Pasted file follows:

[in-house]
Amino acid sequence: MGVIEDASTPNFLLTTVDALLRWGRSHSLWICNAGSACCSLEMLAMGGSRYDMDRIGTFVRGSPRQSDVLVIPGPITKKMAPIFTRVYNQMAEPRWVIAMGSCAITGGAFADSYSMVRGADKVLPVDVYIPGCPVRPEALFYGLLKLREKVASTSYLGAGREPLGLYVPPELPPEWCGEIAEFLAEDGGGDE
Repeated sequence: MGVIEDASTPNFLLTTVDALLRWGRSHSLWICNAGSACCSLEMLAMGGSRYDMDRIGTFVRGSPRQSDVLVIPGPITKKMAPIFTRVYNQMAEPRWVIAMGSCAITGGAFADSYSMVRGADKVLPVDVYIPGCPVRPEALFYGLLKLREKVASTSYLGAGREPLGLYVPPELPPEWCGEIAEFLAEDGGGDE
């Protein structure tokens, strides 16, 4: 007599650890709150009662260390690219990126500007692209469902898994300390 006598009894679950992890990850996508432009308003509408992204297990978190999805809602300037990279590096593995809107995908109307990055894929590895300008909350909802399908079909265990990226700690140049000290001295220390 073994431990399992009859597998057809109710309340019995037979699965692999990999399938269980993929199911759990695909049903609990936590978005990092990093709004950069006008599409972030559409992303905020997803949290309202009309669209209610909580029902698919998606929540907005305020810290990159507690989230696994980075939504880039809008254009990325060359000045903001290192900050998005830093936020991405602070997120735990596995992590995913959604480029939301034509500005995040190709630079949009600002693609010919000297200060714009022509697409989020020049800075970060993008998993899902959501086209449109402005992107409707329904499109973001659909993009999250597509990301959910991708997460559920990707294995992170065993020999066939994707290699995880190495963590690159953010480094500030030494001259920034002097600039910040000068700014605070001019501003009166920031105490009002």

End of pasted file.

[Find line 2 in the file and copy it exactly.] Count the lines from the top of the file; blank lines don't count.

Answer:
Amino acid sequence: MGVIEDASTPNFLLTTVDALLRWGRSHSLWICNAGSACCSLEMLAMGGSRYDMDRIGTFVRGSPRQSDVLVIPGPITKKMAPIFTRVYNQMAEPRWVIAMGSCAITGGAFADSYSMVRGADKVLPVDVYIPGCPVRPEALFYGLLKLREKVASTSYLGAGREPLGLYVPPELPPEWCGEIAEFLAEDGGGDE